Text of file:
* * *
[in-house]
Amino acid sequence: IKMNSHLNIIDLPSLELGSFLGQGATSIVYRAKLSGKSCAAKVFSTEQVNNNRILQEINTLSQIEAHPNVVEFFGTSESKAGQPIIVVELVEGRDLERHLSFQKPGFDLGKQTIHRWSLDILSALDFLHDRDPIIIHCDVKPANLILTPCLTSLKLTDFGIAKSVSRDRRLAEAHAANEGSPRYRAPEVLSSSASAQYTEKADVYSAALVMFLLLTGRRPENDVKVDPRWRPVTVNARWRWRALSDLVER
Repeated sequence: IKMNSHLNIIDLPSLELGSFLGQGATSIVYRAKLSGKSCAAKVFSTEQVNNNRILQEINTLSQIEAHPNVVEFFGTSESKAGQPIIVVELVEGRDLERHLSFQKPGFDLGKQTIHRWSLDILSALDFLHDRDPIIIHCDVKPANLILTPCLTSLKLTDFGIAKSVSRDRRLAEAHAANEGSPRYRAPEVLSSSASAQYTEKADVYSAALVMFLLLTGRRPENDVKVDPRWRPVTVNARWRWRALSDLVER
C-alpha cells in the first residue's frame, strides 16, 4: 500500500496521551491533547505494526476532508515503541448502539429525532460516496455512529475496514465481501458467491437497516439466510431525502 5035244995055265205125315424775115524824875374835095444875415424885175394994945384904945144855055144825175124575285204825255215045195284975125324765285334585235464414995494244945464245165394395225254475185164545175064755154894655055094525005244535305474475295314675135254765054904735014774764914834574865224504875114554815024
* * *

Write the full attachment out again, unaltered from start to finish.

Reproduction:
[in-house]
Amino acid sequence: IKMNSHLNIIDLPSLELGSFLGQGATSIVYRAKLSGKSCAAKVFSTEQVNNNRILQEINTLSQIEAHPNVVEFFGTSESKAGQPIIVVELVEGRDLERHLSFQKPGFDLGKQTIHRWSLDILSALDFLHDRDPIIIHCDVKPANLILTPCLTSLKLTDFGIAKSVSRDRRLAEAHAANEGSPRYRAPEVLSSSASAQYTEKADVYSAALVMFLLLTGRRPENDVKVDPRWRPVTVNARWRWRALSDLVER
Repeated sequence: IKMNSHLNIIDLPSLELGSFLGQGATSIVYRAKLSGKSCAAKVFSTEQVNNNRILQEINTLSQIEAHPNVVEFFGTSESKAGQPIIVVELVEGRDLERHLSFQKPGFDLGKQTIHRWSLDILSALDFLHDRDPIIIHCDVKPANLILTPCLTSLKLTDFGIAKSVSRDRRLAEAHAANEGSPRYRAPEVLSSSASAQYTEKADVYSAALVMFLLLTGRRPENDVKVDPRWRPVTVNARWRWRALSDLVER
C-alpha cells in the first residue's frame, strides 16, 4: 500500500496521551491533547505494526476532508515503541448502539429525532460516496455512529475496514465481501458467491437497516439466510431525502 5035244995055265205125315424775115524824875374835095444875415424885175394994945384904945144855055144825175124575285204825255215045195284975125324765285334585235464414995494244945464245165394395225254475185164545175064755154894655055094525005244535305474475295314675135254765054904735014774764914834574865224504875114554815024